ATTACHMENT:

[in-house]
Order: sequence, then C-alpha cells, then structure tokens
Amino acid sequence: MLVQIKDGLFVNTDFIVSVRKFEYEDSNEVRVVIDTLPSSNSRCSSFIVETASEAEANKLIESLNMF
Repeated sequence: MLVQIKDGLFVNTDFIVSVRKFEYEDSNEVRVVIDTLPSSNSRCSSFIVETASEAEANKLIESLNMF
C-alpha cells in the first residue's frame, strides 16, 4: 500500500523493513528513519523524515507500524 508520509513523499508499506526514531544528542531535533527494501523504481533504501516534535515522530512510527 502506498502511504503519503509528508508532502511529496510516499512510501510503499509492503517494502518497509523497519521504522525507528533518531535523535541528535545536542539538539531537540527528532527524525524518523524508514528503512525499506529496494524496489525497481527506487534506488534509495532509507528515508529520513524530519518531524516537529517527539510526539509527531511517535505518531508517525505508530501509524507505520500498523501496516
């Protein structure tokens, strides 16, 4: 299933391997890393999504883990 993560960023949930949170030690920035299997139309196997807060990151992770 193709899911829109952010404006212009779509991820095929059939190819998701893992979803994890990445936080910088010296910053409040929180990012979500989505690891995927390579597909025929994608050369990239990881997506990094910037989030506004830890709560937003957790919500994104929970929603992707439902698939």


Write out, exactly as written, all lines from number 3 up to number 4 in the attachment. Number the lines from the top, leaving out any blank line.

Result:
Amino acid sequence: MLVQIKDGLFVNTDFIVSVRKFEYEDSNEVRVVIDTLPSSNSRCSSFIVETASEAEANKLIESLNMF
Repeated sequence: MLVQIKDGLFVNTDFIVSVRKFEYEDSNEVRVVIDTLPSSNSRCSSFIVETASEAEANKLIESLNMF